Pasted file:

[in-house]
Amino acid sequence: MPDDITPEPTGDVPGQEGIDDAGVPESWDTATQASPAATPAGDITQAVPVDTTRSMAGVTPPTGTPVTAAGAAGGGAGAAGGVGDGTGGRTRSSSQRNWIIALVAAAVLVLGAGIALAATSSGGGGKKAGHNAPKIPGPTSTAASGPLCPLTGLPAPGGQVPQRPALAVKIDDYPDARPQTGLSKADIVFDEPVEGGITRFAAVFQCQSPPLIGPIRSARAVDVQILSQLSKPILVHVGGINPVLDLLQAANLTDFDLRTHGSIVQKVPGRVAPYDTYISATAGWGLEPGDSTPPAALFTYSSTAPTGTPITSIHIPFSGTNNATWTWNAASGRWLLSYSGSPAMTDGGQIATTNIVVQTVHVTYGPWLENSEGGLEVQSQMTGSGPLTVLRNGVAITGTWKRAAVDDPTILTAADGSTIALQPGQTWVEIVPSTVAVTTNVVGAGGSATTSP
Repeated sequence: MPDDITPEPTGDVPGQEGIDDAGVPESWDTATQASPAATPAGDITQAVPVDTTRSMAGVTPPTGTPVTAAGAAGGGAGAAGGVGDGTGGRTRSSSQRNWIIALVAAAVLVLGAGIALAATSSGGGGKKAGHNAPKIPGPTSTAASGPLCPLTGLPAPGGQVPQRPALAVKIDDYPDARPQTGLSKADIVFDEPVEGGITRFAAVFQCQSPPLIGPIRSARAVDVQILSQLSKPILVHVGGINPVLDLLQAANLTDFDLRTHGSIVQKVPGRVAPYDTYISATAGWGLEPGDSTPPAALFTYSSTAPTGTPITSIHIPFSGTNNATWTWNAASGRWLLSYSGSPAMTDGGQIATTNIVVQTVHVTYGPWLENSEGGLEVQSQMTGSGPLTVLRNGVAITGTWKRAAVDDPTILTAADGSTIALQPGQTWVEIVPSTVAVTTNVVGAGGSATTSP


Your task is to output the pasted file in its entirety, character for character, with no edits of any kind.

[in-house]
Amino acid sequence: MPDDITPEPTGDVPGQEGIDDAGVPESWDTATQASPAATPAGDITQAVPVDTTRSMAGVTPPTGTPVTAAGAAGGGAGAAGGVGDGTGGRTRSSSQRNWIIALVAAAVLVLGAGIALAATSSGGGGKKAGHNAPKIPGPTSTAASGPLCPLTGLPAPGGQVPQRPALAVKIDDYPDARPQTGLSKADIVFDEPVEGGITRFAAVFQCQSPPLIGPIRSARAVDVQILSQLSKPILVHVGGINPVLDLLQAANLTDFDLRTHGSIVQKVPGRVAPYDTYISATAGWGLEPGDSTPPAALFTYSSTAPTGTPITSIHIPFSGTNNATWTWNAASGRWLLSYSGSPAMTDGGQIATTNIVVQTVHVTYGPWLENSEGGLEVQSQMTGSGPLTVLRNGVAITGTWKRAAVDDPTILTAADGSTIALQPGQTWVEIVPSTVAVTTNVVGAGGSATTSP
Repeated sequence: MPDDITPEPTGDVPGQEGIDDAGVPESWDTATQASPAATPAGDITQAVPVDTTRSMAGVTPPTGTPVTAAGAAGGGAGAAGGVGDGTGGRTRSSSQRNWIIALVAAAVLVLGAGIALAATSSGGGGKKAGHNAPKIPGPTSTAASGPLCPLTGLPAPGGQVPQRPALAVKIDDYPDARPQTGLSKADIVFDEPVEGGITRFAAVFQCQSPPLIGPIRSARAVDVQILSQLSKPILVHVGGINPVLDLLQAANLTDFDLRTHGSIVQKVPGRVAPYDTYISATAGWGLEPGDSTPPAALFTYSSTAPTGTPITSIHIPFSGTNNATWTWNAASGRWLLSYSGSPAMTDGGQIATTNIVVQTVHVTYGPWLENSEGGLEVQSQMTGSGPLTVLRNGVAITGTWKRAAVDDPTILTAADGSTIALQPGQTWVEIVPSTVAVTTNVVGAGGSATTSP